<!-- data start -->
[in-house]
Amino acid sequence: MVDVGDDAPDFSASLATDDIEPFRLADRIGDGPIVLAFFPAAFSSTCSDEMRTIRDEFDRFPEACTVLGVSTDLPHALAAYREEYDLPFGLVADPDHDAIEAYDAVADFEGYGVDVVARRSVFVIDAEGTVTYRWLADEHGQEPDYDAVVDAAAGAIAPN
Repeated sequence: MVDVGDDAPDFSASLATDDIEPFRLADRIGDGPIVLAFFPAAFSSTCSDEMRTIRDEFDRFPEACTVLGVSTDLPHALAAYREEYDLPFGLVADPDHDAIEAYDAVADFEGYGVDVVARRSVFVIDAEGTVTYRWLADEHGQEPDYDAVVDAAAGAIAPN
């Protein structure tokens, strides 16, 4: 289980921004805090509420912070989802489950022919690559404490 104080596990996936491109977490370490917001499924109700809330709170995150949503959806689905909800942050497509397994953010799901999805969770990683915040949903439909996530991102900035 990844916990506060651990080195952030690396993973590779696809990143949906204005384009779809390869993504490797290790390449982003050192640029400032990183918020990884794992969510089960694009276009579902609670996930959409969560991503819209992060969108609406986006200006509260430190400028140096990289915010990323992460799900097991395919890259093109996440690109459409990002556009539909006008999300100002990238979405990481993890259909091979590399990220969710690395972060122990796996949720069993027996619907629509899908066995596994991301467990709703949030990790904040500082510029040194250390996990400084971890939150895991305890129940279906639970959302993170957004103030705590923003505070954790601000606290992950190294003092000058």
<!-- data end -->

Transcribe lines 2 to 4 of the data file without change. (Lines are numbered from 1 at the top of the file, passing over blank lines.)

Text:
Amino acid sequence: MVDVGDDAPDFSASLATDDIEPFRLADRIGDGPIVLAFFPAAFSSTCSDEMRTIRDEFDRFPEACTVLGVSTDLPHALAAYREEYDLPFGLVADPDHDAIEAYDAVADFEGYGVDVVARRSVFVIDAEGTVTYRWLADEHGQEPDYDAVVDAAAGAIAPN
Repeated sequence: MVDVGDDAPDFSASLATDDIEPFRLADRIGDGPIVLAFFPAAFSSTCSDEMRTIRDEFDRFPEACTVLGVSTDLPHALAAYREEYDLPFGLVADPDHDAIEAYDAVADFEGYGVDVVARRSVFVIDAEGTVTYRWLADEHGQEPDYDAVVDAAAGAIAPN
């Protein structure tokens, strides 16, 4: 289980921004805090509420912070989802489950022919690559404490 104080596990996936491109977490370490917001499924109700809330709170995150949503959806689905909800942050497509397994953010799901999805969770990683915040949903439909996530991102900035 990844916990506060651990080195952030690396993973590779696809990143949906204005384009779809390869993504490797290790390449982003050192640029400032990183918020990884794992969510089960694009276009579902609670996930959409969560991503819209992060969108609406986006200006509260430190400028140096990289915010990323992460799900097991395919890259093109996440690109459409990002556009539909006008999300100002990238979405990481993890259909091979590399990220969710690395972060122990796996949720069993027996619907629509899908066995596994991301467990709703949030990790904040500082510029040194250390996990400084971890939150895991305890129940279906639970959302993170957004103030705590923003505070954790601000606290992950190294003092000058």